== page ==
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Thursday, September 30, 2010

Viva Colombia!


When something great happens concerning the strongest US ally in Latin America, we should all take notice and rejoice. I didn't know much about Juan Manuel Santos, Alvaro Uribe's replacement for president other than he was defense minister under Uribe. Alvaro Vargas Llosa writes that Santos was emphasizing "economic issues" upon taking office and there was concern in some circles that he was going to go soft on FARC rebels like Uribe's predessor Andres Pastrana had initially done, with disasterous results, early in his administration. But lo and behold, Santos had a little something-something up his sleeve for the Marxist-inspired rebels that they won't soon forget, (provided they are still alive of course)...

"The devastating Sept. 22 attack on FARC headquarters in Colombia's central Meta province all but signifies the end of the five-decade-old conflict. It will take a little while for the official end to be declared, but this war is pretty much over. The death of Jorge Briceno, aka Mono Jojoy, the feared military strategist and top commander of the organization, means two things. One, the historical leadership is now finished; the legendary founder, Manuel Marulanda, was killed by the army in 2008 and the man who replaced him, Alfonso Cano, is an ideologue, not a military strategist. Two, since Mono Jojoy's demise is the culmination of a two-year streak in which every key camp inside Colombia has been located, FARC is now unable to operate effectively within national borders. No terrorist guerrilla has ever won a war in exile.



Despite the hundreds of soldiers who took part, "Operation Sodom" was not a victory of military might but of intelligence. The authorities infiltrated the headquarters and, after patient work, were able to place a GPS device inside Mono Jojoy's (U.S.-made) boots that signaled his exact location."


Kudos to Santos for taking action where needed and continuing the fight that Uribe had done so well. I was concerned after Uribe was forced out due to term limits that the next president wouldn't be able to live up to the high standard set by Uribe's administration. If he is able to mop up any remaining resistance and also manage to kill or capture Cano, he too might expect to enjoy 2 terms as the leader of Colombia should he want to do so.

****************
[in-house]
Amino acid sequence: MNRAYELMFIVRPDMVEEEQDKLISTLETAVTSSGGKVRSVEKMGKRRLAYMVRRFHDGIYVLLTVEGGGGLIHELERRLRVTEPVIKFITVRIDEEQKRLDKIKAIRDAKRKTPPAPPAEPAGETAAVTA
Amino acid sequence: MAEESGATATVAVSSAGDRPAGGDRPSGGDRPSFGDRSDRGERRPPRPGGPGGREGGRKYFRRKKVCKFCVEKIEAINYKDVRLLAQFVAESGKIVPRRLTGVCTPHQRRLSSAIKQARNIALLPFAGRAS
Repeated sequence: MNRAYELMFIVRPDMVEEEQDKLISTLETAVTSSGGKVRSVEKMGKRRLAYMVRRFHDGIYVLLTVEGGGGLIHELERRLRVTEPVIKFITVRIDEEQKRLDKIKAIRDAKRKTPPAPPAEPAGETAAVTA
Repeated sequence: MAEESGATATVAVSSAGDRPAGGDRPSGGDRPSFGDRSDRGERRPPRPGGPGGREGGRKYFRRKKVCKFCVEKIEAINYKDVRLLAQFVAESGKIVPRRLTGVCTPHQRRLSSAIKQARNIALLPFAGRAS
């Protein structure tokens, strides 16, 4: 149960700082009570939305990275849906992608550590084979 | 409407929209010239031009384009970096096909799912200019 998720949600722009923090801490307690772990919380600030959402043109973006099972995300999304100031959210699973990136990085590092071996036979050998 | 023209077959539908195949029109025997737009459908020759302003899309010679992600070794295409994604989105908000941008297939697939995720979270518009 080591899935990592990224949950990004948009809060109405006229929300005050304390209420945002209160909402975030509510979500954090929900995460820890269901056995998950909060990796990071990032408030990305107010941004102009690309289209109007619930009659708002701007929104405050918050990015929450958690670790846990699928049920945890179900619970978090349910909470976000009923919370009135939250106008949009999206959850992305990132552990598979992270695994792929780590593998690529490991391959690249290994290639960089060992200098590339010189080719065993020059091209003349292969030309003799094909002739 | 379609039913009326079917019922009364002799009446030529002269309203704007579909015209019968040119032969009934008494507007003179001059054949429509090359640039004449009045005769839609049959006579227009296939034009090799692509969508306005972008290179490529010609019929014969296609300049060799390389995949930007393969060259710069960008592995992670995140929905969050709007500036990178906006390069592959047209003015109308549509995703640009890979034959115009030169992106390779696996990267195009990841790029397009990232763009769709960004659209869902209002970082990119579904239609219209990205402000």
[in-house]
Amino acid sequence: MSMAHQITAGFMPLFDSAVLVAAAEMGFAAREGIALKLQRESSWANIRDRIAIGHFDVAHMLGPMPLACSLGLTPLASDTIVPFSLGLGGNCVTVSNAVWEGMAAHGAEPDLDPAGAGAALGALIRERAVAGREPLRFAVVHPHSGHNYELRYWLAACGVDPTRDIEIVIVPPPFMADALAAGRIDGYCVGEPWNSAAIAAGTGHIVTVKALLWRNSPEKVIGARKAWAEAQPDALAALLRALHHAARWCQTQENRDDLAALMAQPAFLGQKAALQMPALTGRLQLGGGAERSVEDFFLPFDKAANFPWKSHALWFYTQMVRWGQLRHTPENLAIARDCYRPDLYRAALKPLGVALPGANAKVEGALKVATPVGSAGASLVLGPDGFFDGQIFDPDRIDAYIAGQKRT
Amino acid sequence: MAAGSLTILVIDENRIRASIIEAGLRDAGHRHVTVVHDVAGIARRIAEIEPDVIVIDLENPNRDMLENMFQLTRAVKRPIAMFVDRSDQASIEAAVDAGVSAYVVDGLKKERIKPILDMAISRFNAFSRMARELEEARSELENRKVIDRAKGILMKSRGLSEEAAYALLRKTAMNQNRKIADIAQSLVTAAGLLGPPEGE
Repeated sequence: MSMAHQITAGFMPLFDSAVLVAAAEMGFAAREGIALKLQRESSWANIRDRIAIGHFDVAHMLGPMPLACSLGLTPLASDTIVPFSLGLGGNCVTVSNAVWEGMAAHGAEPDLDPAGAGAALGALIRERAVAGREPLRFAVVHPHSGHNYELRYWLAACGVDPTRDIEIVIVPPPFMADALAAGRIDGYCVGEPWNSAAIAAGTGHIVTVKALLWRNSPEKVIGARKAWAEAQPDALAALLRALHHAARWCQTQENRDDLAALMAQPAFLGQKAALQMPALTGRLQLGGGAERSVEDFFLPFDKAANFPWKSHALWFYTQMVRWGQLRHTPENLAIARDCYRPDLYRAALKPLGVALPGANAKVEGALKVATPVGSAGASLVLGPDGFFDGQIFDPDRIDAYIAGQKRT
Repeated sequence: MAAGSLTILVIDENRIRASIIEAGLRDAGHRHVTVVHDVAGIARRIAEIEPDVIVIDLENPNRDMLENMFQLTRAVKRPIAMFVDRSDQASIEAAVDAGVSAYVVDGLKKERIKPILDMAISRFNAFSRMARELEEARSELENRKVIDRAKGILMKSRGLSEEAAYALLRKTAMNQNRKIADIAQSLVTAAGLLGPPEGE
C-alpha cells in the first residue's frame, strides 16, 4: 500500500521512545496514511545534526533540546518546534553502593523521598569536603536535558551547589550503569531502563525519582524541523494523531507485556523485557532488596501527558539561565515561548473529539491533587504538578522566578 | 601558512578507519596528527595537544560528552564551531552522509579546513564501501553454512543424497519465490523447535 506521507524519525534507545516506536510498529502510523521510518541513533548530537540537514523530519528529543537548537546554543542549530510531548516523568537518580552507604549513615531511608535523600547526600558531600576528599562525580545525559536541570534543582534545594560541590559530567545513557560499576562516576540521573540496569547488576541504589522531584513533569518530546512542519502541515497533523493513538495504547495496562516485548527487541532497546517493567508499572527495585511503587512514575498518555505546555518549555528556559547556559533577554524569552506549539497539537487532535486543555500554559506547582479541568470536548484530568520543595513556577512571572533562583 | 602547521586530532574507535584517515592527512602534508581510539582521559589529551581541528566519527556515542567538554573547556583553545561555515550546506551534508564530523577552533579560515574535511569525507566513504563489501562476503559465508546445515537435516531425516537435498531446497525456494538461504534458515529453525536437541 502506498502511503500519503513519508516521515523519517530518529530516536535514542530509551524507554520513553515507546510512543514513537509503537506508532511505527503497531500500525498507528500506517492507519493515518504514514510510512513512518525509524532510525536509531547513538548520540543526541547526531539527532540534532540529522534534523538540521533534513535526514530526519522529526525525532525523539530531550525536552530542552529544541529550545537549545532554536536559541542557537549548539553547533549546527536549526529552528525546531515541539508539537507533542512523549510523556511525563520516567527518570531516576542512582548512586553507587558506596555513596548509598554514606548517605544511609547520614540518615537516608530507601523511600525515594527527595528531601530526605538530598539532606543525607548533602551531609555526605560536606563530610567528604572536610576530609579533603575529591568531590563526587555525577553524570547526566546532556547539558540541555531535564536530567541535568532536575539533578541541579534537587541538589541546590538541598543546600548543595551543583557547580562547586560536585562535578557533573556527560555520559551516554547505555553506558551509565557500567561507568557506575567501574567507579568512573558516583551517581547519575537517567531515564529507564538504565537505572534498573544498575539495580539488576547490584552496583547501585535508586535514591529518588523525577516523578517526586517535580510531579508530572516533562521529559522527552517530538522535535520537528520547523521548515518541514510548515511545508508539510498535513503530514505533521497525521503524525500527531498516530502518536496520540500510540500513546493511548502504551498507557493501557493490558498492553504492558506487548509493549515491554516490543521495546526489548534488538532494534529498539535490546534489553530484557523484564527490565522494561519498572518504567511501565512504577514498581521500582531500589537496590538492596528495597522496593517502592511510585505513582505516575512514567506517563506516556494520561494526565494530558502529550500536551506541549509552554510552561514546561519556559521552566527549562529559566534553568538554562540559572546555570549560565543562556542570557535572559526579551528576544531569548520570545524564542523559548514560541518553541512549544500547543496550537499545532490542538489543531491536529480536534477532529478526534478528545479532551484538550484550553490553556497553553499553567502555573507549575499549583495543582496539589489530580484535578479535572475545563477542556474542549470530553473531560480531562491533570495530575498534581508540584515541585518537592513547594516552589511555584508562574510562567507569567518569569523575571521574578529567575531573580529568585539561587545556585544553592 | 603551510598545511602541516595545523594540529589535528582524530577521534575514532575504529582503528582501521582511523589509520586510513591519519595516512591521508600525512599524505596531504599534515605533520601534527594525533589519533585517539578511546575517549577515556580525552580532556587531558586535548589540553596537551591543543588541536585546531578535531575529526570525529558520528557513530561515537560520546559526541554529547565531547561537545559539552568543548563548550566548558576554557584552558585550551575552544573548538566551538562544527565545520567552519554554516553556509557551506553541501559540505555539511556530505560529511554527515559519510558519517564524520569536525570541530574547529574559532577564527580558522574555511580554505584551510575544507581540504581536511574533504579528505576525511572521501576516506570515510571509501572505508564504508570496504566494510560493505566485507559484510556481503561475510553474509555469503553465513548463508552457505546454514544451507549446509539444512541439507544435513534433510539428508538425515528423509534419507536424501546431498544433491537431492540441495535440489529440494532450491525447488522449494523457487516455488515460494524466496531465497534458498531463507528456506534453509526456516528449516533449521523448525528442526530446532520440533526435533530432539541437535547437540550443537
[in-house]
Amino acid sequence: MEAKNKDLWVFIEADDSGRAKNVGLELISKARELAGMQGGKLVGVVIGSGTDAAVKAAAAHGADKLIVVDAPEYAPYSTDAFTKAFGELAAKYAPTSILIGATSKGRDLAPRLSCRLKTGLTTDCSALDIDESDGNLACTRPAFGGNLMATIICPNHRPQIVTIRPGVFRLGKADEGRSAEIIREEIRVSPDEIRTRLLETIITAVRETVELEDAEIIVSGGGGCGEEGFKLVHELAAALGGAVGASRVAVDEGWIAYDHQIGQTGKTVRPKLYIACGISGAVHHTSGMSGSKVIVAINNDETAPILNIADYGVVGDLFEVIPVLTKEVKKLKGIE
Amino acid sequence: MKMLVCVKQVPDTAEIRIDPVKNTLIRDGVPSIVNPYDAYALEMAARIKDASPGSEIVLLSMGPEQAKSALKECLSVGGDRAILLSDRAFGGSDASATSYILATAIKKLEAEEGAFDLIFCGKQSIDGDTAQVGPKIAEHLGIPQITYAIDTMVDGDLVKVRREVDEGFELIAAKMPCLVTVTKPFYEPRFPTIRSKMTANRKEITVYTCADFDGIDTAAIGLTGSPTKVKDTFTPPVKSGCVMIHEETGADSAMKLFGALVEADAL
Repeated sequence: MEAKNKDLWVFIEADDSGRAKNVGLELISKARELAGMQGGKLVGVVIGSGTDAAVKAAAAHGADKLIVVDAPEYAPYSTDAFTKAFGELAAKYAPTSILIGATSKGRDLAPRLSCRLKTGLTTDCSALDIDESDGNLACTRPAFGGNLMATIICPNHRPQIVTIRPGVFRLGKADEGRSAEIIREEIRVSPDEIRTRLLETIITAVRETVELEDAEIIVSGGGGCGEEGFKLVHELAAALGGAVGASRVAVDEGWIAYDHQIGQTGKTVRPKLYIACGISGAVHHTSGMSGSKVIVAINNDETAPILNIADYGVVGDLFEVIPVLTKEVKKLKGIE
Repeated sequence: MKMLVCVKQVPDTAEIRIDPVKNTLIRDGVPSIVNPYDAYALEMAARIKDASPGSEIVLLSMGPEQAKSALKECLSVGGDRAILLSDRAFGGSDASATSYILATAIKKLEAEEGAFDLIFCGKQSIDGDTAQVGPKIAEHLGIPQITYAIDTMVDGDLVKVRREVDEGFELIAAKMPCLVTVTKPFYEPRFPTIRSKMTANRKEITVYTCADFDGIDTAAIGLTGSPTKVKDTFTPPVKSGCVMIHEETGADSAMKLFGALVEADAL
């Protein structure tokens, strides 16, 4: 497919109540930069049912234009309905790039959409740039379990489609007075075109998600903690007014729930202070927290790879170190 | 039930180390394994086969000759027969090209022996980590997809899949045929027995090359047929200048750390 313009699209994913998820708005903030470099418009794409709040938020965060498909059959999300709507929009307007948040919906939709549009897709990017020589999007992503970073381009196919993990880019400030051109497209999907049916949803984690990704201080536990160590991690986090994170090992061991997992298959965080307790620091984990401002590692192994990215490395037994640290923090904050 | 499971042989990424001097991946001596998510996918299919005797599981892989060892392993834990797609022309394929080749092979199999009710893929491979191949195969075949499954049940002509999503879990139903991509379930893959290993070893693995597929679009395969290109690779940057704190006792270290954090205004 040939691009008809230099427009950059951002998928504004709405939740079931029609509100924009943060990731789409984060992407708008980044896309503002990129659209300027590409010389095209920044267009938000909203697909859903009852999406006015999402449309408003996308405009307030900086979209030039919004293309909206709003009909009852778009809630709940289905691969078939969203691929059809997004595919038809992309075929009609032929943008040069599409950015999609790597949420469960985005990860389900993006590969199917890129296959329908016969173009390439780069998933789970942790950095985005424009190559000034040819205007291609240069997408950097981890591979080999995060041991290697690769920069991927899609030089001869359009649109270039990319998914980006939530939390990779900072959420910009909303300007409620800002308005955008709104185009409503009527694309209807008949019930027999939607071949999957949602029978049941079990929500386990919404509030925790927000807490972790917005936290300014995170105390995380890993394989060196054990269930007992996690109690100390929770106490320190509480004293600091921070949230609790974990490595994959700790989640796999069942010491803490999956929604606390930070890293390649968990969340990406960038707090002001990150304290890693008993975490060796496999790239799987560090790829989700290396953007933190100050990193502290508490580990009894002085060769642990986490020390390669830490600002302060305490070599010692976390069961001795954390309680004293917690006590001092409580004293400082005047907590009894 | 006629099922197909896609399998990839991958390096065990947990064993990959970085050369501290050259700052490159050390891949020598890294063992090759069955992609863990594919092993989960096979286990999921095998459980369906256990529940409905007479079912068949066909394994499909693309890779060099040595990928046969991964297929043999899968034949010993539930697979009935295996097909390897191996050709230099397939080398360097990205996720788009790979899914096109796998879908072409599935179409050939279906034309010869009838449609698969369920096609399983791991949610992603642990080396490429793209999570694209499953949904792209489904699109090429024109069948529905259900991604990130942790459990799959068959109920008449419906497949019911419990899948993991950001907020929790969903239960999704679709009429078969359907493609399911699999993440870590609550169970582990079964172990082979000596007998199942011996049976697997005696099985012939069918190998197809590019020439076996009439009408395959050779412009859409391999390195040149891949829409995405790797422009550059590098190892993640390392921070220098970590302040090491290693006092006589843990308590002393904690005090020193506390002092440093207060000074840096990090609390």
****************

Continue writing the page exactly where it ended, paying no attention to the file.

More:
6 comments:

The Maryland Crustacean said...
This comment has been removed by the author.
The Maryland Crustacean said...

Ojalá tuviéramos en los Estados Unidos un Presidente tan amador de la libertad económica y y de la verdadera democracia representativa como lo tienen en Colombia!

JD Curtis said...

Exactamente Cangrejo de Maruland. Lo que tenemos en esta pais en estas dia es mucho mas como Che Guevera y menos como Tomas Jefferson.

Que cosita.

Froggie said...

You are both delusional. That is all.

Coco Rico said...

Cuando fui a Bogotá en 1997 vi que el país tiene un espiritu muy civilizado, en el mejor sentido. El lenguaje colombiano es muy cortés y formal. Sus comportamientos son muy respetuosos. Por eso creo que el país tiene una fondación fuerte en la tradición y puede sobrevivir y hasta florecer si tienen la manera de suprimir los FARCs.

JD Curtis said...

Yo fui para Colombia 6 veces en mi vida. Y cada vez cuando yo pasar por COL, esta muy obio (para me) que el pais esta mejorando. Cada vez hay un poco mas vigilancia y seguridad. Un poco mas de inversiones. Un poco mas de electricidad en areas en donde no estaba hace solamente algunos anos.

VE en comparison, esta un poco peor cada vez yo pasar por alla. En serio.